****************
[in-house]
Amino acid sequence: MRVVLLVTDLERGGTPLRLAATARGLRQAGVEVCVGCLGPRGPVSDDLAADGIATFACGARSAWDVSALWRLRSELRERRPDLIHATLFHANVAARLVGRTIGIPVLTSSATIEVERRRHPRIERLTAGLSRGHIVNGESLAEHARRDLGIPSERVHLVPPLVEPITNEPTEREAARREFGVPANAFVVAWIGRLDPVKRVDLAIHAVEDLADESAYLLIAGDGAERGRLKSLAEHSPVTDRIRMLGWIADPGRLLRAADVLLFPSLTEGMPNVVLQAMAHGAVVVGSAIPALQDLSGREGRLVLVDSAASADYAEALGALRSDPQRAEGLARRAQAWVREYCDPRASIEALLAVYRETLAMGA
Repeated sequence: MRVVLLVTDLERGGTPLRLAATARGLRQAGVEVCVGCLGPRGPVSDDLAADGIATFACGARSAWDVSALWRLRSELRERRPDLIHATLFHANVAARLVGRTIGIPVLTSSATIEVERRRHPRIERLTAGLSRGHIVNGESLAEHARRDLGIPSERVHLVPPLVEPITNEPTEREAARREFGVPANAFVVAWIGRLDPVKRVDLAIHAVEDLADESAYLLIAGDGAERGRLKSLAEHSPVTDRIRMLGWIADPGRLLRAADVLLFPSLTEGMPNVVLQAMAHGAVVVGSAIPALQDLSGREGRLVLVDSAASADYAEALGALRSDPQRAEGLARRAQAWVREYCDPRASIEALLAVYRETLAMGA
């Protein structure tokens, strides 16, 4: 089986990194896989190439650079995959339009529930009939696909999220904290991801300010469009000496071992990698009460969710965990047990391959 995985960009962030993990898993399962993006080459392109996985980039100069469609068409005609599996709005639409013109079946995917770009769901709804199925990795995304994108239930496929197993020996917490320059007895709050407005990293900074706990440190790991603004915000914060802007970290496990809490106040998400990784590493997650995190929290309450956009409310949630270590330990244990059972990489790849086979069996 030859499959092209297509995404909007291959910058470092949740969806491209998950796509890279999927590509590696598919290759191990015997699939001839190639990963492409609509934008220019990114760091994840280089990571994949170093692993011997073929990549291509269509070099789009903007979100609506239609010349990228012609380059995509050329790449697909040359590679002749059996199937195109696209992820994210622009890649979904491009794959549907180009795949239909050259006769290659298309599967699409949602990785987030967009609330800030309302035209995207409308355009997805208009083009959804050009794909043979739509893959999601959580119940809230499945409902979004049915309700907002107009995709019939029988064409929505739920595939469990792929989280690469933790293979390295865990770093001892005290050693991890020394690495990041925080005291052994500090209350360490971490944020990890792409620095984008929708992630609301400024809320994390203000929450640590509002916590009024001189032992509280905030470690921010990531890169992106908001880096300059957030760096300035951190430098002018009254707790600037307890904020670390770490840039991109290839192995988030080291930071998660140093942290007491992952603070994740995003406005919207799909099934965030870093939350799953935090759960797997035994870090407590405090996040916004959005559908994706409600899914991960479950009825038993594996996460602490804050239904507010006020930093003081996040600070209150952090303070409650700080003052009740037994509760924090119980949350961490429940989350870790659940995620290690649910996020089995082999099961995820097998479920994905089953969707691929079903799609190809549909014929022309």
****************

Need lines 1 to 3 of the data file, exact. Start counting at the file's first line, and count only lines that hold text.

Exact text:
[in-house]
Amino acid sequence: MRVVLLVTDLERGGTPLRLAATARGLRQAGVEVCVGCLGPRGPVSDDLAADGIATFACGARSAWDVSALWRLRSELRERRPDLIHATLFHANVAARLVGRTIGIPVLTSSATIEVERRRHPRIERLTAGLSRGHIVNGESLAEHARRDLGIPSERVHLVPPLVEPITNEPTEREAARREFGVPANAFVVAWIGRLDPVKRVDLAIHAVEDLADESAYLLIAGDGAERGRLKSLAEHSPVTDRIRMLGWIADPGRLLRAADVLLFPSLTEGMPNVVLQAMAHGAVVVGSAIPALQDLSGREGRLVLVDSAASADYAEALGALRSDPQRAEGLARRAQAWVREYCDPRASIEALLAVYRETLAMGA
Repeated sequence: MRVVLLVTDLERGGTPLRLAATARGLRQAGVEVCVGCLGPRGPVSDDLAADGIATFACGARSAWDVSALWRLRSELRERRPDLIHATLFHANVAARLVGRTIGIPVLTSSATIEVERRRHPRIERLTAGLSRGHIVNGESLAEHARRDLGIPSERVHLVPPLVEPITNEPTEREAARREFGVPANAFVVAWIGRLDPVKRVDLAIHAVEDLADESAYLLIAGDGAERGRLKSLAEHSPVTDRIRMLGWIADPGRLLRAADVLLFPSLTEGMPNVVLQAMAHGAVVVGSAIPALQDLSGREGRLVLVDSAASADYAEALGALRSDPQRAEGLARRAQAWVREYCDPRASIEALLAVYRETLAMGA